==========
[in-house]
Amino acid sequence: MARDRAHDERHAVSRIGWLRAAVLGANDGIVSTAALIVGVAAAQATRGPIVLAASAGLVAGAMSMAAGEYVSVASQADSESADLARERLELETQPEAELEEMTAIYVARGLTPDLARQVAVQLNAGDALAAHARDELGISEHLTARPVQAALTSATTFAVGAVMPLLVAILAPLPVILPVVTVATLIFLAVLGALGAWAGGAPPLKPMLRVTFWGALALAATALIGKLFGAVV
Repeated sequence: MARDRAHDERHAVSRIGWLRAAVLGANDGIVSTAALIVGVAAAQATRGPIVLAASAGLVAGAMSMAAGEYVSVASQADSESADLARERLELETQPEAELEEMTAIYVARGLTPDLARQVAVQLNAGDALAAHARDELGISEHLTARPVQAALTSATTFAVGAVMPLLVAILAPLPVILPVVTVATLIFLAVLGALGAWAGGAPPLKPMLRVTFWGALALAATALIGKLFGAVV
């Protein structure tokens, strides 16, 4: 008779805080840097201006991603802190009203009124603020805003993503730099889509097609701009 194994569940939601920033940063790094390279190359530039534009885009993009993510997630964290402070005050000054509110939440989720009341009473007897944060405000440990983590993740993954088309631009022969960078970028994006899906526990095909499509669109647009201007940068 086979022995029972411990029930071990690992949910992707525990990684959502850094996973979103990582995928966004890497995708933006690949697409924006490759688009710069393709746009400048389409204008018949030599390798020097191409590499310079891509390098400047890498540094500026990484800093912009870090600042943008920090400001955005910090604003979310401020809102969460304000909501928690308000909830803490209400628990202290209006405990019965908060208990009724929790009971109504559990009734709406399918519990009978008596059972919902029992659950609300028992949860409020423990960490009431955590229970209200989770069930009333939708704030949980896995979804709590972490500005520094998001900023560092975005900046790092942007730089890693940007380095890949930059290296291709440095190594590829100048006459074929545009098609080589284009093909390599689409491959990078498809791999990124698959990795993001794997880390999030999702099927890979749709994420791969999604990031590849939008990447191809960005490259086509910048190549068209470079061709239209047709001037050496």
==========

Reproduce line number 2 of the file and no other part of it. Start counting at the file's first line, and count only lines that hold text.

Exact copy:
Amino acid sequence: MARDRAHDERHAVSRIGWLRAAVLGANDGIVSTAALIVGVAAAQATRGPIVLAASAGLVAGAMSMAAGEYVSVASQADSESADLARERLELETQPEAELEEMTAIYVARGLTPDLARQVAVQLNAGDALAAHARDELGISEHLTARPVQAALTSATTFAVGAVMPLLVAILAPLPVILPVVTVATLIFLAVLGALGAWAGGAPPLKPMLRVTFWGALALAATALIGKLFGAVV